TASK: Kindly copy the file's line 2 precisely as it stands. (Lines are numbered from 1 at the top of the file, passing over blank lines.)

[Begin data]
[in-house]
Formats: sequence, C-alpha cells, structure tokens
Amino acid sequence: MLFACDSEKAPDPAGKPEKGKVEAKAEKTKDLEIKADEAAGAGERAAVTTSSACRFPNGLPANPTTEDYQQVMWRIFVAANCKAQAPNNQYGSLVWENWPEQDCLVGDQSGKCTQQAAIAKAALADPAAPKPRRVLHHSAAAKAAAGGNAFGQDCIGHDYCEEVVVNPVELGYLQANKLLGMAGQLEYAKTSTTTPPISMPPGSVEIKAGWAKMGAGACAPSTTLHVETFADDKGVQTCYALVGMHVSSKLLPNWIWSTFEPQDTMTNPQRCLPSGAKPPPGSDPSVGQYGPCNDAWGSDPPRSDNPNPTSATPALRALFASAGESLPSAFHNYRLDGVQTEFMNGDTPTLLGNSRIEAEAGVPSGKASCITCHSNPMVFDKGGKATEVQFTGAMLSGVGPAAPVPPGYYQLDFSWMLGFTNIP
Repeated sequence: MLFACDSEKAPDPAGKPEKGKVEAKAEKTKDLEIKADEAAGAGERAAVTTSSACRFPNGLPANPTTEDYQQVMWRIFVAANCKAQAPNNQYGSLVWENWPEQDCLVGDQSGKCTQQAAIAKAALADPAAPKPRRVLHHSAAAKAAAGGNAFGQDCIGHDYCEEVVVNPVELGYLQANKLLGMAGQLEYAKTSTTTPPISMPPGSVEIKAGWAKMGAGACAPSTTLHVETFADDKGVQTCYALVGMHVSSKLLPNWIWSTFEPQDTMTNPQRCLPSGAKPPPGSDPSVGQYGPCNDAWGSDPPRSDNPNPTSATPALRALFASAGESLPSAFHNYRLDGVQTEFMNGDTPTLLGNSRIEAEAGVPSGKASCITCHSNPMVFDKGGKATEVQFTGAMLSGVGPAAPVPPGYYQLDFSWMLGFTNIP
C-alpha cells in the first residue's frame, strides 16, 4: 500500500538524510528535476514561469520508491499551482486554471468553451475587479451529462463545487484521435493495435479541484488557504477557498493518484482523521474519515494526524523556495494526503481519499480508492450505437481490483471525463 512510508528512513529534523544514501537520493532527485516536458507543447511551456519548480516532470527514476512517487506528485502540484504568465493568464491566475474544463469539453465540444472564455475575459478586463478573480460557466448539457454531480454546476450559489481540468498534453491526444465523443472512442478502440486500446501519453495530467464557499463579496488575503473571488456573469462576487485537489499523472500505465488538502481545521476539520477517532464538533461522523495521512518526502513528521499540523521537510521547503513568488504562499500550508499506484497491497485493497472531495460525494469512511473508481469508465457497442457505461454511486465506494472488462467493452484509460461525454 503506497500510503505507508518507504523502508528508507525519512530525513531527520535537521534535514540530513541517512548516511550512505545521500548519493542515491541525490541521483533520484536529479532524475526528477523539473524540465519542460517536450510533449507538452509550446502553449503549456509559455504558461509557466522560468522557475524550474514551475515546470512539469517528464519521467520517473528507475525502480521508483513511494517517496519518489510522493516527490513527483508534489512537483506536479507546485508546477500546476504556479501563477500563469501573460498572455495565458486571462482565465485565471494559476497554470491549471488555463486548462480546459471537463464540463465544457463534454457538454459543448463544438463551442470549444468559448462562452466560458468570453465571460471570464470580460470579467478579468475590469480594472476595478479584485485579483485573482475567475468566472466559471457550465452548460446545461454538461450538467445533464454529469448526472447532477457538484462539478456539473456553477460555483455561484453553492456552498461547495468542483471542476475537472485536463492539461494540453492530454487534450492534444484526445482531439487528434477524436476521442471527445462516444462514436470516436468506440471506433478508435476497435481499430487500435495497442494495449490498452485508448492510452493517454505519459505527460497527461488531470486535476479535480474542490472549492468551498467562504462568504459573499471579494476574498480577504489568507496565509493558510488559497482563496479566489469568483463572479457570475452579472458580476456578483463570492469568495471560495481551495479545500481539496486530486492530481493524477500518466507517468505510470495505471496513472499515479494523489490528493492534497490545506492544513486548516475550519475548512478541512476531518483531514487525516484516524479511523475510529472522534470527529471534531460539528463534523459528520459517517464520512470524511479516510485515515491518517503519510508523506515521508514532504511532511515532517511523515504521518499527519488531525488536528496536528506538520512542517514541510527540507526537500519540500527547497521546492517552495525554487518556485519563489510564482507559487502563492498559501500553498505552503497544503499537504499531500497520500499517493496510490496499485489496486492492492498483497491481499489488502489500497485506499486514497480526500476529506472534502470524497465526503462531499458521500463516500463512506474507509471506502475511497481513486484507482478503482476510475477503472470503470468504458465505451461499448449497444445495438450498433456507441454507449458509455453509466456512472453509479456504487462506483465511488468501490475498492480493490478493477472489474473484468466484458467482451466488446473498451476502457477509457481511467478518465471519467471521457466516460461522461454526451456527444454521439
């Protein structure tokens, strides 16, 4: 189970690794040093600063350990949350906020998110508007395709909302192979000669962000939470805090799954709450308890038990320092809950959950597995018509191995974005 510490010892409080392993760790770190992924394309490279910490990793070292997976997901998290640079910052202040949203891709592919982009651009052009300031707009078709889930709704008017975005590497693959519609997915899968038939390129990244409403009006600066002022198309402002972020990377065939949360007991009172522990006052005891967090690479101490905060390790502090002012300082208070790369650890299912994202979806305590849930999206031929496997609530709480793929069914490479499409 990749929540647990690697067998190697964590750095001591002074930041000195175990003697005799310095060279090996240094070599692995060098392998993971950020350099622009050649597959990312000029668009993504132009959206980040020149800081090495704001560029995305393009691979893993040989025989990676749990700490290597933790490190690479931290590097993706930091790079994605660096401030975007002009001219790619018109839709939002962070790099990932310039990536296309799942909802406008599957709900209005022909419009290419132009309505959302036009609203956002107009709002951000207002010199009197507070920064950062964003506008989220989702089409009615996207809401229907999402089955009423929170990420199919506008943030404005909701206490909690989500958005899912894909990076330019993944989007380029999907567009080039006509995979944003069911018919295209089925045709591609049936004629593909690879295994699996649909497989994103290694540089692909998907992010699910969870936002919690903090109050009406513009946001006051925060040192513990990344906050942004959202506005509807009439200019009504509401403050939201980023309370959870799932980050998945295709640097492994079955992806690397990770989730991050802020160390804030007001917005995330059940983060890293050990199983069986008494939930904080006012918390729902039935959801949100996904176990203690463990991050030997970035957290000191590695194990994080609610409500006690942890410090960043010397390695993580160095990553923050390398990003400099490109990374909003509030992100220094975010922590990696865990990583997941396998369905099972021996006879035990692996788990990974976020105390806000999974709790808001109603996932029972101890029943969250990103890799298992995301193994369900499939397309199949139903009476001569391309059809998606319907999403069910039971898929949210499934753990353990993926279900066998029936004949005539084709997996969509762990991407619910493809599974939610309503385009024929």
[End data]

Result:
Formats: sequence, C-alpha cells, structure tokens